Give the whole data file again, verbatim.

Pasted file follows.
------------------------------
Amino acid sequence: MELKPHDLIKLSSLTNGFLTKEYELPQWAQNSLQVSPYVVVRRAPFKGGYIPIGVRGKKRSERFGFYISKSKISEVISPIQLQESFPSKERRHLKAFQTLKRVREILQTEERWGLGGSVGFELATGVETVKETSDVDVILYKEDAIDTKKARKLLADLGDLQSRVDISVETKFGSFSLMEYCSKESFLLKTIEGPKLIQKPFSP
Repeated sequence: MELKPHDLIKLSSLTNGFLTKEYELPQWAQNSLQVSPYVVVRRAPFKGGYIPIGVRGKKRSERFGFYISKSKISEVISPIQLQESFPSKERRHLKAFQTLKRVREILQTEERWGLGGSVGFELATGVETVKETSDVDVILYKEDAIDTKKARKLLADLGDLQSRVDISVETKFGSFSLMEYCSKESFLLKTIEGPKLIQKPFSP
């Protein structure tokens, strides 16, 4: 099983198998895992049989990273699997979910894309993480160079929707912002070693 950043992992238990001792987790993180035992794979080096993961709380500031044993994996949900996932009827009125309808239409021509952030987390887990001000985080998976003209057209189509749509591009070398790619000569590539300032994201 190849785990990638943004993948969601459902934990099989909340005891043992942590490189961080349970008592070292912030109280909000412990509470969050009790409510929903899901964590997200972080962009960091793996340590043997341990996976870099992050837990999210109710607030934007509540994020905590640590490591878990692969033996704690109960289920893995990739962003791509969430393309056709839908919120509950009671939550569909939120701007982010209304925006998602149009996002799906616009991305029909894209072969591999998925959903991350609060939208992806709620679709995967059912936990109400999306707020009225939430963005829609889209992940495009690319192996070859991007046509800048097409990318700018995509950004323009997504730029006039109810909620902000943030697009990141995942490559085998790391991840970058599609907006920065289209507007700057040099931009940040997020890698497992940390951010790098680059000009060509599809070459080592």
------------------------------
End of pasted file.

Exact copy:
Amino acid sequence: MELKPHDLIKLSSLTNGFLTKEYELPQWAQNSLQVSPYVVVRRAPFKGGYIPIGVRGKKRSERFGFYISKSKISEVISPIQLQESFPSKERRHLKAFQTLKRVREILQTEERWGLGGSVGFELATGVETVKETSDVDVILYKEDAIDTKKARKLLADLGDLQSRVDISVETKFGSFSLMEYCSKESFLLKTIEGPKLIQKPFSP
Repeated sequence: MELKPHDLIKLSSLTNGFLTKEYELPQWAQNSLQVSPYVVVRRAPFKGGYIPIGVRGKKRSERFGFYISKSKISEVISPIQLQESFPSKERRHLKAFQTLKRVREILQTEERWGLGGSVGFELATGVETVKETSDVDVILYKEDAIDTKKARKLLADLGDLQSRVDISVETKFGSFSLMEYCSKESFLLKTIEGPKLIQKPFSP
């Protein structure tokens, strides 16, 4: 099983198998895992049989990273699997979910894309993480160079929707912002070693 950043992992238990001792987790993180035992794979080096993961709380500031044993994996949900996932009827009125309808239409021509952030987390887990001000985080998976003209057209189509749509591009070398790619000569590539300032994201 190849785990990638943004993948969601459902934990099989909340005891043992942590490189961080349970008592070292912030109280909000412990509470969050009790409510929903899901964590997200972080962009960091793996340590043997341990996976870099992050837990999210109710607030934007509540994020905590640590490591878990692969033996704690109960289920893995990739962003791509969430393309056709839908919120509950009671939550569909939120701007982010209304925006998602149009996002799906616009991305029909894209072969591999998925959903991350609060939208992806709620679709995967059912936990109400999306707020009225939430963005829609889209992940495009690319192996070859991007046509800048097409990318700018995509950004323009997504730029006039109810909620902000943030697009990141995942490559085998790391991840970058599609907006920065289209507007700057040099931009940040997020890698497992940390951010790098680059000009060509599809070459080592």